First, I wanted to say thank you very much for this suite of tools - it looks very powerful and I’m very happy to be analysing my data with it. I had a question about highly variable gene (HVG) selection when it comes to having multiple batches.
In the manuscript, it’s mentioned that:
“In the case where the PBMC datasets are integrated, the 4,000 HVGs are selected by merging HVGs computed on each dataset separately as in the Seurat v3 method.”
However, in the tutorials e.g. the one for “Atlas-level integration and label transfer” (or others), the datasets are concatenated before Seurat v3 HVG selection is performed. Can I clarify what the exact process is that’s recommended?
For example, when I’m analysing my own data, after doing HVG selection on my concatenated anndata object and then run scvi.data.setup_anndata, it registers my anndata object with 4000 vars (I chose to select 4000 HVGs), but looking at the adata.var table, those genes are not necessarily all highly variable for all the batches. Is that what is nevertheless recommended, or is it actually suggested to only use the HVGs which are highly variable in all the batches?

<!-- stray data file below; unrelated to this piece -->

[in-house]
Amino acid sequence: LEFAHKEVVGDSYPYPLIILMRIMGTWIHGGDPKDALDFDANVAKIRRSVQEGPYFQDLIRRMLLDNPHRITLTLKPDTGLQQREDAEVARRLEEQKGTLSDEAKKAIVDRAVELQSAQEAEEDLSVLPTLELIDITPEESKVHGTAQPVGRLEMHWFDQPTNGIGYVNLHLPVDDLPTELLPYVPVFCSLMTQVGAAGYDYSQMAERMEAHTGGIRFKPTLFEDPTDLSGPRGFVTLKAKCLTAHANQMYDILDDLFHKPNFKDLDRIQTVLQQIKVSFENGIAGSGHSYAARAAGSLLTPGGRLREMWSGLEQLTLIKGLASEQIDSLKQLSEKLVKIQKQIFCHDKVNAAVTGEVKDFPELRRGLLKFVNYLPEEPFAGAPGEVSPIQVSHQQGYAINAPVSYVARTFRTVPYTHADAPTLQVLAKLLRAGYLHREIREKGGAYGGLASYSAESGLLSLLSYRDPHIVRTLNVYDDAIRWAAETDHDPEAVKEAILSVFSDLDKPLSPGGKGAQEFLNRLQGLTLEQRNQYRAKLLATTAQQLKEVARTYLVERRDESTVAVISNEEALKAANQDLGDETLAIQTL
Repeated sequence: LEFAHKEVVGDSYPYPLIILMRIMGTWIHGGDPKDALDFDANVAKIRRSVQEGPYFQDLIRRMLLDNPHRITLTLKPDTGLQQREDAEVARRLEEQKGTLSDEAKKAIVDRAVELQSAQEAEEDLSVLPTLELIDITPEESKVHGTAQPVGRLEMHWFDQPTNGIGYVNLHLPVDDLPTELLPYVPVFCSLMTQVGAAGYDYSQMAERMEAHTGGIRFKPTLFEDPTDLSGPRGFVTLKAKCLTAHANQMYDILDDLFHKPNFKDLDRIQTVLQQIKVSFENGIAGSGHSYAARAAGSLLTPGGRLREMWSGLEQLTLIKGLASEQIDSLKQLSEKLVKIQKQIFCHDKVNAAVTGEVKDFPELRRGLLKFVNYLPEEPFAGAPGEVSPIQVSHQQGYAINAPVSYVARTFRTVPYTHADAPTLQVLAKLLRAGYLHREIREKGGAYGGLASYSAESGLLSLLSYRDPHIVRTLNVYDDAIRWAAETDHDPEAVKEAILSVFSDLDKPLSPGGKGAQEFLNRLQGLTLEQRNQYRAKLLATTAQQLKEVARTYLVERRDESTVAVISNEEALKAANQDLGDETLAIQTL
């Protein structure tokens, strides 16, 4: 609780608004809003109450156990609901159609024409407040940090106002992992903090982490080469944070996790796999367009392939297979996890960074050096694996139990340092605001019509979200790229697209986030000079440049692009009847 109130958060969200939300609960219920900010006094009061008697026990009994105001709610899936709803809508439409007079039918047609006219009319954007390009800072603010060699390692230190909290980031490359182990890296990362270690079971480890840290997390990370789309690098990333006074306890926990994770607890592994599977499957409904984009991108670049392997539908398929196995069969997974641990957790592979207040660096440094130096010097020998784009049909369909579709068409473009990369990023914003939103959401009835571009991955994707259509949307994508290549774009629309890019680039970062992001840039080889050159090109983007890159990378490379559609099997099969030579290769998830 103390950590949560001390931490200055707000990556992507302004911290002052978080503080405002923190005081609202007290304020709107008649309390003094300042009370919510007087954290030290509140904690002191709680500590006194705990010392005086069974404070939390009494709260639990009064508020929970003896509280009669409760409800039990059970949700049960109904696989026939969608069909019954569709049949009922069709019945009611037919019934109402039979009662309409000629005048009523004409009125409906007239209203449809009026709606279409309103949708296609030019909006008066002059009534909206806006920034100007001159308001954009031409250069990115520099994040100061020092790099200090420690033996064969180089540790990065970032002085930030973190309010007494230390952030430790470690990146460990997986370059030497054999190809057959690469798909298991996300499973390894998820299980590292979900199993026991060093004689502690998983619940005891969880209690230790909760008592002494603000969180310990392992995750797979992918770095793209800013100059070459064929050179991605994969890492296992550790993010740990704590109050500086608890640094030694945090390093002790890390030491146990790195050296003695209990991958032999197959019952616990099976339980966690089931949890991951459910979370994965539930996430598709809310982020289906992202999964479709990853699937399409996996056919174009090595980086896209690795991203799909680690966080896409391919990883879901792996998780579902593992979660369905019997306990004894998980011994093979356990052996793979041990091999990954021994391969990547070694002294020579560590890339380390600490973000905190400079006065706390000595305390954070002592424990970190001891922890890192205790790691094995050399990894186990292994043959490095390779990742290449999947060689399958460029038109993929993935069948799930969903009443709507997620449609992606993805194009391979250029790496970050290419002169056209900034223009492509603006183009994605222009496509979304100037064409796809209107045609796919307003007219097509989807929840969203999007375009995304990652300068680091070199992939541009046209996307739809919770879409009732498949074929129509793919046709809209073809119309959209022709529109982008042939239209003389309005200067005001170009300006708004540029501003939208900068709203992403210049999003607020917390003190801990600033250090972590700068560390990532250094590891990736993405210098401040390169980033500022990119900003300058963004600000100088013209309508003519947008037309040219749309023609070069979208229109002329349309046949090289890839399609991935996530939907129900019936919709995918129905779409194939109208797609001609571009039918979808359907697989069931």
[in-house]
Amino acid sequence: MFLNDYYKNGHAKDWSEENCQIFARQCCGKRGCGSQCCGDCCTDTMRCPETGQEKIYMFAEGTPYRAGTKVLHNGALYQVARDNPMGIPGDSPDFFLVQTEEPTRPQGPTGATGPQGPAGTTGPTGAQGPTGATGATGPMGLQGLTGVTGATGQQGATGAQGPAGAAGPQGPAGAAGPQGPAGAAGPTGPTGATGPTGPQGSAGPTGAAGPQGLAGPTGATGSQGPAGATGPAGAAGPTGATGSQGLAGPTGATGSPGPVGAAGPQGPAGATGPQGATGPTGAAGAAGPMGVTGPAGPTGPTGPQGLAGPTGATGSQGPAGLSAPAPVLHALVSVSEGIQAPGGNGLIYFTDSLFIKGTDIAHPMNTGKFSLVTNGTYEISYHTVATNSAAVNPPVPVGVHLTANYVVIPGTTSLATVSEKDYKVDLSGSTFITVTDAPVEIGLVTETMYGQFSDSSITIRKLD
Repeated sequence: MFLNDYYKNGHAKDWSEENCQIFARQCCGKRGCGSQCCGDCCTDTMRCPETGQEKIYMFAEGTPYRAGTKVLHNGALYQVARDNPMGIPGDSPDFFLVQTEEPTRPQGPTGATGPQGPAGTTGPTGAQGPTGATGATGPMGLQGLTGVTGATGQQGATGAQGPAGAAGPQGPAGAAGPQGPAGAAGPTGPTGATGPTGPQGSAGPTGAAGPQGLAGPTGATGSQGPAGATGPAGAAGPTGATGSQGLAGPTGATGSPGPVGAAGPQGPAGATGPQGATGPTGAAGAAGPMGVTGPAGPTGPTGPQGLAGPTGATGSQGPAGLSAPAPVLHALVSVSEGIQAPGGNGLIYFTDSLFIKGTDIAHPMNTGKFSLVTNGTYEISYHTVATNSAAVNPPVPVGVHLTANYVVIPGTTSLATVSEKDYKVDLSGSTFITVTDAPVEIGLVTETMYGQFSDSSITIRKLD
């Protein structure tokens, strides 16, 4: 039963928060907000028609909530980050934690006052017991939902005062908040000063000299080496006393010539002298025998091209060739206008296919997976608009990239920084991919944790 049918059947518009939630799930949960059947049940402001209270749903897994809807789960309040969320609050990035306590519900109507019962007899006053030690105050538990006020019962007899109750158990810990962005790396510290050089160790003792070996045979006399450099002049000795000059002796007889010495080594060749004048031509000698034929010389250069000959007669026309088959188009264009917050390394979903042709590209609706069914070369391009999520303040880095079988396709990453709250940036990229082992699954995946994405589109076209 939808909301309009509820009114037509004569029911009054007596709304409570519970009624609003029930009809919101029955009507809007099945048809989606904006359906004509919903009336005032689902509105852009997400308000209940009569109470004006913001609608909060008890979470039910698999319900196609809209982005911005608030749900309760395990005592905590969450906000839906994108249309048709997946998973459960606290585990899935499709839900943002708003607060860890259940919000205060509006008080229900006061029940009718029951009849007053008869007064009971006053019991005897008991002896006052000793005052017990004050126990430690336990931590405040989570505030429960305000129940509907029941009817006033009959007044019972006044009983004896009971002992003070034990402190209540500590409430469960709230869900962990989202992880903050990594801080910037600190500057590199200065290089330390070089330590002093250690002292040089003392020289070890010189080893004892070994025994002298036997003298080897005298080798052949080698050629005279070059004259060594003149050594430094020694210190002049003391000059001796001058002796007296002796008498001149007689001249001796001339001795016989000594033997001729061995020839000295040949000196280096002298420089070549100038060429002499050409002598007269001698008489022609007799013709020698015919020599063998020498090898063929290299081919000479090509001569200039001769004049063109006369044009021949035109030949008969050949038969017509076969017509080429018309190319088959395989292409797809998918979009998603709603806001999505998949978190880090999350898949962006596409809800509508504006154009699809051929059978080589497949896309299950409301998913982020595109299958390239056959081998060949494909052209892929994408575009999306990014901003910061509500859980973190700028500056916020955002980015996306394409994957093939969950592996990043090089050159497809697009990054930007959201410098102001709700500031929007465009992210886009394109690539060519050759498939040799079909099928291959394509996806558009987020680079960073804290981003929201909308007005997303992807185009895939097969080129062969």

Where the concatenation happens beforehand, and the “batch” key is given to the HVG function. The way this function merges genes is by looking at how many batches it was considered HVG. If there are 2 batches and only 1000 genes that are HVG in both, this function will then look at genes that are HVG in one batch.
In practice this has typically worked out for us, but you could run this function without subset=True and then inspect the results and filter yourself. We do know that having batch-specific genes can worsen integration.
Maybe I can contribute another thought to this discussion. How would you choose the HVGs for batch correction? I would assume that selecting the same number of HVGs per batch would do justice, but I also came across hvg_batch from the scib package which does something similar to what described above, but does guarantee that all batches (if many) will be considered. What are your thoughts here?